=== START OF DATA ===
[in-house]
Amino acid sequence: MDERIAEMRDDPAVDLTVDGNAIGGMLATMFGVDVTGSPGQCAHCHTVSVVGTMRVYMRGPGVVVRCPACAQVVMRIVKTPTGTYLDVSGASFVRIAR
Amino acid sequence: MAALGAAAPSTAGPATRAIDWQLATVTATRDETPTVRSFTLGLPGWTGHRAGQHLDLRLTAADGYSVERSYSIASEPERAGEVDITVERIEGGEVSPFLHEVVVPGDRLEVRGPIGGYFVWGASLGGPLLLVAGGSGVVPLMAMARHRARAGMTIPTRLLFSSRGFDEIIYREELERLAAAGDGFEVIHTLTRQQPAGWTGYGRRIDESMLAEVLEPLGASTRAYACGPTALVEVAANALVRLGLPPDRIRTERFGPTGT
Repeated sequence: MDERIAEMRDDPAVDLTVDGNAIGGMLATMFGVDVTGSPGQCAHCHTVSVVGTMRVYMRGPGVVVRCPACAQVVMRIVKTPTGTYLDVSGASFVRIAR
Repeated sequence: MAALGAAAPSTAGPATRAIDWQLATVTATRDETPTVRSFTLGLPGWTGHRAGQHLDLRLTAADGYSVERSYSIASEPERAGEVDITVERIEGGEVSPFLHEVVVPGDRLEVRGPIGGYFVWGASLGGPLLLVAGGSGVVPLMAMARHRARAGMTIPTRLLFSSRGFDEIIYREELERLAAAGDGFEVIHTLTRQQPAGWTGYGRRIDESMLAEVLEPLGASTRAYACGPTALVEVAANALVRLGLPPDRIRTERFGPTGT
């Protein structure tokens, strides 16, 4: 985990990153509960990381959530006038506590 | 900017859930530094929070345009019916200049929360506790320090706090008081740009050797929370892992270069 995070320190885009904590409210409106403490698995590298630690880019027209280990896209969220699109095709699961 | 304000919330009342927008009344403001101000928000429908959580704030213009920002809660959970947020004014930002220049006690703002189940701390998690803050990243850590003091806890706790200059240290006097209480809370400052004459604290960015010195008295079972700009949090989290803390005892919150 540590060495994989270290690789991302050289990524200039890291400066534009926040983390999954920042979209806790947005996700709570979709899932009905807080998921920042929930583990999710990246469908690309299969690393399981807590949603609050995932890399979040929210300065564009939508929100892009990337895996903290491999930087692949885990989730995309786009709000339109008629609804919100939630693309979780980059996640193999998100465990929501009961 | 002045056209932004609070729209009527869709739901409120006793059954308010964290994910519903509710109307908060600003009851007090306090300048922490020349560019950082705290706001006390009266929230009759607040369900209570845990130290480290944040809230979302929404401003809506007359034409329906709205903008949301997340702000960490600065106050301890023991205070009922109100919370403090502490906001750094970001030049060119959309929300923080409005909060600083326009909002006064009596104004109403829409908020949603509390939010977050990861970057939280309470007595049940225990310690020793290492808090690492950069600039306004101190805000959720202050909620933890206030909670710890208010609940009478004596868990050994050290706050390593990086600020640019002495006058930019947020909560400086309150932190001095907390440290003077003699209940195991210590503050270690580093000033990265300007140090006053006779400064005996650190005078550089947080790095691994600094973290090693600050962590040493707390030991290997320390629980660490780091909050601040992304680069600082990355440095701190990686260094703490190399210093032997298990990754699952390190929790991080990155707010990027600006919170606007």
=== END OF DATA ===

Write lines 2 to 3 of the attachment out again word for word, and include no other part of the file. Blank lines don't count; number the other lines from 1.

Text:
Amino acid sequence: MDERIAEMRDDPAVDLTVDGNAIGGMLATMFGVDVTGSPGQCAHCHTVSVVGTMRVYMRGPGVVVRCPACAQVVMRIVKTPTGTYLDVSGASFVRIAR
Amino acid sequence: MAALGAAAPSTAGPATRAIDWQLATVTATRDETPTVRSFTLGLPGWTGHRAGQHLDLRLTAADGYSVERSYSIASEPERAGEVDITVERIEGGEVSPFLHEVVVPGDRLEVRGPIGGYFVWGASLGGPLLLVAGGSGVVPLMAMARHRARAGMTIPTRLLFSSRGFDEIIYREELERLAAAGDGFEVIHTLTRQQPAGWTGYGRRIDESMLAEVLEPLGASTRAYACGPTALVEVAANALVRLGLPPDRIRTERFGPTGT